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NullSeraph

Question about STL

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I just recently started using STL and I'm starting to have some really strange problems. I have a struct defined like this. struct SMemBlock { void *Address; unsigned long Line; CString Filename; unsigned long Size; }; I use this struct inside a vector like so. typedef vector < SMemBlock > TMemRefArray; TMemRefArray MemTracker; Now whenever I remove an element from the vector I get an assertion. I delete the memory that Address points to before removing the element, and I think that might be causing it. My question is, does STL automatically try to delete every element of a struct/class/etc when you use it as the base for a vector. And if that's true, is there anyway to stop it from doing that? This is based off a memory tracking routine I read in an article, and it works fine the way they implement it. I'm also using MSVC 6.0 if that matters. Edited by - DoomBunny on February 4, 2002 8:20:50 PM

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The contains won''t delete pointers unless you tell them to - I think it will invoke the dtor of SMemBlock when you call erase (to actually remove something from a container, you call remove and then erase).

Post the code that asserts

I''d use std::string instead of CString

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inline void __cdecl operator delete (void *Pointer)
{
TMemInfoList::iterator Iterator;

free (Pointer);

for (Iterator = MemInfoList.begin ();Iterator != MemInfoList.end ();Iterator++)
{
if ((*Iterator).Address == (DWORD) Pointer)
{
MemInfoList.erase (Iterator);
break;
}
}
};


This is the code that causes the assert. It happens right at the MemInfoList.erase call.


Edited by - DoomBunny on February 4, 2002 10:15:26 PM

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Guest Anonymous Poster
When a copy constructor or assignment operator is not defined for a struct or class, the compiler generates one that just does a dumb memory copy. Inside SMemBlock, you have a complex object, the CString, that keeps a pointer to its internal memory buffer. The vector does some kind of assignment internally that essentially creates a clone of the SMemBlock including the buffer pointer. When this internal clone is destroyed, the pointer is freed leaving the original hanging out there. When you go to destroy the original, it tries to delete the pointer that was already freed, thus giving you the assertion.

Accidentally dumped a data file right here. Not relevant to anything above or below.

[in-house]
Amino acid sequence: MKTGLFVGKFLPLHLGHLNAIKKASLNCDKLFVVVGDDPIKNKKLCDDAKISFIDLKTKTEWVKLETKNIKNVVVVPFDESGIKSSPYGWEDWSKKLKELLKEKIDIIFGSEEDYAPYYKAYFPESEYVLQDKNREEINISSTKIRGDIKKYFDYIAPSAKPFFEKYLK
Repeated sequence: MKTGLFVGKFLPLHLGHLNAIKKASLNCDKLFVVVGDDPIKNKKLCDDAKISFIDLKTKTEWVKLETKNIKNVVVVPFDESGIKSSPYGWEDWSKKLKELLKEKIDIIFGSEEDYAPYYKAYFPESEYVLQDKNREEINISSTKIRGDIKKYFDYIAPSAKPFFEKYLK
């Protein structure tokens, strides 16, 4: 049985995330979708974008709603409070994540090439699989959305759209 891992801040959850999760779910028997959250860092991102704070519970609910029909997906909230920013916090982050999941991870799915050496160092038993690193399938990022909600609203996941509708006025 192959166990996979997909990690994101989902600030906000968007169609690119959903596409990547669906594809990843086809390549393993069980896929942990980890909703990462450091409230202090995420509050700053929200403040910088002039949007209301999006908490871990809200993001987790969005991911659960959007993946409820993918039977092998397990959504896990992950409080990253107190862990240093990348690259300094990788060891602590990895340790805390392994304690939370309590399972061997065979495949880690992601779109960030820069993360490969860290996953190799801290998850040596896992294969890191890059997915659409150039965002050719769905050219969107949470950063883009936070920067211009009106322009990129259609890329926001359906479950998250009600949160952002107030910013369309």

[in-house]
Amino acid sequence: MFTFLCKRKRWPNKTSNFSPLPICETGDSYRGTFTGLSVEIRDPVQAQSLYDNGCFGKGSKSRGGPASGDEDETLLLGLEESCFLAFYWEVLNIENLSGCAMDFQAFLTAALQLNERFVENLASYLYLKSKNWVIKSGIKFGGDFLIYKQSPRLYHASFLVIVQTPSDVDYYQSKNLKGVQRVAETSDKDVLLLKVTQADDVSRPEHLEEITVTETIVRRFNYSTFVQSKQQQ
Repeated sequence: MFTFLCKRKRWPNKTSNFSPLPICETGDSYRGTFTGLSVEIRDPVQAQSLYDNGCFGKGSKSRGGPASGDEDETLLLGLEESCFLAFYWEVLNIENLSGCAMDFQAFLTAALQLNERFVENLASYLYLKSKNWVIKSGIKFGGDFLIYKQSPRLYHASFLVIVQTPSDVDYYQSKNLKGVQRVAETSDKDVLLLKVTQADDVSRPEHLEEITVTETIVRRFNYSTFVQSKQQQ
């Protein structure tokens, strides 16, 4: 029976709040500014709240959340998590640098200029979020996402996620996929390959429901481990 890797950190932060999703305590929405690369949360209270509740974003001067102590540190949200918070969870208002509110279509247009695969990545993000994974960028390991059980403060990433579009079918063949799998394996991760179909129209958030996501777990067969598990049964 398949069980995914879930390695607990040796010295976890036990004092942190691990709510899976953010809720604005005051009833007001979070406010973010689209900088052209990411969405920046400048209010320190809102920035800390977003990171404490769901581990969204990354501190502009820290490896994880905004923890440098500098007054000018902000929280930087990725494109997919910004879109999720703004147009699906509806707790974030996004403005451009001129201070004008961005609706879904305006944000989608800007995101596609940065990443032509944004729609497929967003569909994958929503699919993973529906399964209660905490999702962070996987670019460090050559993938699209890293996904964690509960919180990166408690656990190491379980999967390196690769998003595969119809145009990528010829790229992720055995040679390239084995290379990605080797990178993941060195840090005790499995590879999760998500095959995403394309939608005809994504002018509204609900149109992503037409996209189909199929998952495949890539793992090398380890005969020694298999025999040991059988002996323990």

There are two ways around this. The simple way is to just add a copy constructor and assignment operator to SMemBlock that just assigns to each member (this->Address = r.Address, etc.). The slightly more complicated, but probably much better, approach is to create a vector of SMemBlock*.

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Thanks for the help, everyone. Anon''s suggestion coincides with the source code that the article provided, so I understand why they used pointers instead of the structures now.
Also, I created that CString class as an exercise in string manipulation, so I have a bad habit of using it wherever I can just to test its reliability. Anyway, I''m going to use anon''s idea and switch it to pointers.

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